8. Like all members of the Corvidae family, when nuts and berries are in short supply, Blue Jays will feed on insects such as ants and caterpillars, small amphibians like frogs, and even in rare cases, the young other birds. In fact, the Blue Jay has acquired something of a reputation as a ruthless predator. They have been known to decapitate other birds before eating them! 
  9. Blue Jays can be very aggressive, particularly towards other birds who pose a threat to their food supply or territory. They have been observed screeching loudly whilst attacking competitors in a mob-like fashion. 
  10. Blue Jays display some of the most complex and mysterious migratory patterns in the ornithology world. Some Blue Jays never migrate and remain in the same territory year-round. Others will migrate south in some years but remain in the north during others. They usually migrate in flocks, but not every individual in the flock will migrate every year. No one truly knows why the Blue Jay migrates in such an irregular and unpredictable way. 
  11. Blue Jays have a prominent blue crest atop their heads, which serves an important role in communication. They can manoeuvre their crest to signal their emotions or mood. A raised crest indicates the bird is excited, agitated, or angry. A lowered crest indicates that the bird is relaxed and happy, whilst a fanned-out crest indicates that the bird is afraid. facts about blue jays
  12. The bright blue hue of the Blue Jay’s plumage is the result of a clever optical illusion. Blue Jay feathers are actually a dull brown colour, but they appear blue due to a process called light scattering. The brown feathers contain melanin, the same pigment which determines the colour of human skin, and when light hits the feathers, the melanin absorbs every colour except blue, leaving only blue lightwaves visible, so the Blue Jay appears blue. If Blue Jay feathers get wet, they will not be able to refract light effectively, and so will appear brown.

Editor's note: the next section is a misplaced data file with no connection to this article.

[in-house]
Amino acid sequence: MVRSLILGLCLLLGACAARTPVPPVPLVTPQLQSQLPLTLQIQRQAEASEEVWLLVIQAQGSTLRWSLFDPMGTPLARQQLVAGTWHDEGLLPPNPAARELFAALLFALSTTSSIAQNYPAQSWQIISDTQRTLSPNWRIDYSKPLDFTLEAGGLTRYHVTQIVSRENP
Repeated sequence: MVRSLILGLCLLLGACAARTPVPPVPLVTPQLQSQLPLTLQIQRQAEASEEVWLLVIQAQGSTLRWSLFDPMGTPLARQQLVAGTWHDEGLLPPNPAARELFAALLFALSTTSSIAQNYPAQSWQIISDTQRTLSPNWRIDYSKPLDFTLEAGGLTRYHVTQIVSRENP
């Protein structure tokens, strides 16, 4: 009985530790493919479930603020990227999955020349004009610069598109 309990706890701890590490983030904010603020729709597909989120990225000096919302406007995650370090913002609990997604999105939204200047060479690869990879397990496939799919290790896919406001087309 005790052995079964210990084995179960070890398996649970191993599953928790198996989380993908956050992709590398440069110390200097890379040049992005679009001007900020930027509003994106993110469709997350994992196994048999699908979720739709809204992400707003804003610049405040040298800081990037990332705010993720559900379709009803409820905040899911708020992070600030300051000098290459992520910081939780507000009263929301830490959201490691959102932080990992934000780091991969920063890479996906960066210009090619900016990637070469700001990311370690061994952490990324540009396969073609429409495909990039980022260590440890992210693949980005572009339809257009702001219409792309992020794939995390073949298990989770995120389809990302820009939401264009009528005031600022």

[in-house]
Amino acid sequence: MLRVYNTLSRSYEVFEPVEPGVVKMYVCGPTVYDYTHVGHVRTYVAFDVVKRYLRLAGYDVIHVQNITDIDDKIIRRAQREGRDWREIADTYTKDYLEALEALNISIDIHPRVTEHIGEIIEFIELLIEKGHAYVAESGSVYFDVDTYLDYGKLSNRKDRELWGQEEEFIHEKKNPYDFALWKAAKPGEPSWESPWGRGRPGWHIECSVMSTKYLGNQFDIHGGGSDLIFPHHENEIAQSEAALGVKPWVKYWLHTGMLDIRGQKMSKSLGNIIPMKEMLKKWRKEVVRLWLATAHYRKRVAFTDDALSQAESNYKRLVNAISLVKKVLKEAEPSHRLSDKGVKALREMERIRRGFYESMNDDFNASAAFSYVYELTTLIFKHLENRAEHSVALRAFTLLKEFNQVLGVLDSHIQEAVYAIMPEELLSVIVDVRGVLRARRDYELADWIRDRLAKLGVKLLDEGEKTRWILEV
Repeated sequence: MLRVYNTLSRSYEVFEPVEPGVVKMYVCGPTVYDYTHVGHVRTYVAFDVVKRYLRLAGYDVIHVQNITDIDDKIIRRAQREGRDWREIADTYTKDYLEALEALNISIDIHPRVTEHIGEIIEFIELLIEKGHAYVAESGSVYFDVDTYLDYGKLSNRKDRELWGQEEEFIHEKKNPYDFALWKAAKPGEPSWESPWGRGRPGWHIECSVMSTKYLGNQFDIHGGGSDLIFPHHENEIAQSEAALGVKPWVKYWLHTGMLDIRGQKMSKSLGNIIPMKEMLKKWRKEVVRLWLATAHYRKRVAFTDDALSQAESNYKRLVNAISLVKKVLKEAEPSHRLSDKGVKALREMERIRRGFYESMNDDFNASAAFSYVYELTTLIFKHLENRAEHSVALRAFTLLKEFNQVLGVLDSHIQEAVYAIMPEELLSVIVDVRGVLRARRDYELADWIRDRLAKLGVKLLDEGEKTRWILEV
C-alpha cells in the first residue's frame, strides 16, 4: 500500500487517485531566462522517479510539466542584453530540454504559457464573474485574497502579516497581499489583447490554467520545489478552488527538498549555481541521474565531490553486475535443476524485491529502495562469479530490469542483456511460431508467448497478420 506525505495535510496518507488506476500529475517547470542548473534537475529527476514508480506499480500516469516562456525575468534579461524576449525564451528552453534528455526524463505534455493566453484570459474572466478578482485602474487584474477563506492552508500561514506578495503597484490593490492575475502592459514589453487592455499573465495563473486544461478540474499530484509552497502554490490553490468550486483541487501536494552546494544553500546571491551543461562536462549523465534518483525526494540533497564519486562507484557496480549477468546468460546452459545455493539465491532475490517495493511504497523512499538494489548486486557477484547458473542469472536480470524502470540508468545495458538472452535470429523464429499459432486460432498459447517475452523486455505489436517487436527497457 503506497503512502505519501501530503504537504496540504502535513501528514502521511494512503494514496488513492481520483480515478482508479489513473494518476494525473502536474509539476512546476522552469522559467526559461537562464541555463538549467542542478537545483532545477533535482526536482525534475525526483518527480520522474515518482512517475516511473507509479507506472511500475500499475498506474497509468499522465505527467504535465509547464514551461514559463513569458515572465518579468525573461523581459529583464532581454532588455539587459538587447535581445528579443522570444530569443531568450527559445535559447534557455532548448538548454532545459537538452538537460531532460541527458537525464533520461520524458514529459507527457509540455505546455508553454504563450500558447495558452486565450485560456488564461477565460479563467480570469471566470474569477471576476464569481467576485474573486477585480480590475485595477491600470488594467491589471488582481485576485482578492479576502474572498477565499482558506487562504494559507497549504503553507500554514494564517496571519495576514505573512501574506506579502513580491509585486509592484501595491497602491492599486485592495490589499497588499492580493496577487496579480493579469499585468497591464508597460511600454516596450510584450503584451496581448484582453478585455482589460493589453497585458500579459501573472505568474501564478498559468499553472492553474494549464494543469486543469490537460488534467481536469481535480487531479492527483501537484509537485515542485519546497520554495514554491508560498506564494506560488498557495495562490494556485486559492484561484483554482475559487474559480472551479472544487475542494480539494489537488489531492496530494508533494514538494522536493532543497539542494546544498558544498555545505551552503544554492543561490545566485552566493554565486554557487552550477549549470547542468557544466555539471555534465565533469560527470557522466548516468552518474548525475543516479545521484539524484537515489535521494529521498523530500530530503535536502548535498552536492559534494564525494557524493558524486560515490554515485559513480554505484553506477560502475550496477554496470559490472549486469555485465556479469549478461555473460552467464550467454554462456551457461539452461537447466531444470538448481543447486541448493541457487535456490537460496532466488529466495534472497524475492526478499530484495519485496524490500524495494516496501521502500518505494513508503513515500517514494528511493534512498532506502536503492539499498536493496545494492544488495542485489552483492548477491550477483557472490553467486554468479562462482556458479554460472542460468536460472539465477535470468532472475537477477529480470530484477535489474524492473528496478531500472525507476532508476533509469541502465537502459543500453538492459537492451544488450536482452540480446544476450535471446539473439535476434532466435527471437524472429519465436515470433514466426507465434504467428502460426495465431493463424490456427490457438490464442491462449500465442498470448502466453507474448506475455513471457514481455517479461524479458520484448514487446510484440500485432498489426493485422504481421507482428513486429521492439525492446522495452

13. Blue Jays have a very versatile and diverse repertoire of calls. They are known to mimic the calls of larger predatory birds in order to scare off potential predators and other birds who may compete with them for food supplies. They will also scream loudly if they sense predators are in the area, acting as a warning alarm to other small bird species. 
  14. The Corvidae family of avians, to which Blue Jays belong, are renowned for their exceptional intelligence and inquisitiveness. They will often collect and play with small shiny objects, and, whilst the behaviour has not been observed in the wild, captive Blue Jays have been recorded using pieces of metal and paper as tools to reach food. They have also been observed using their beaks to attempt to break open locks and cage doors.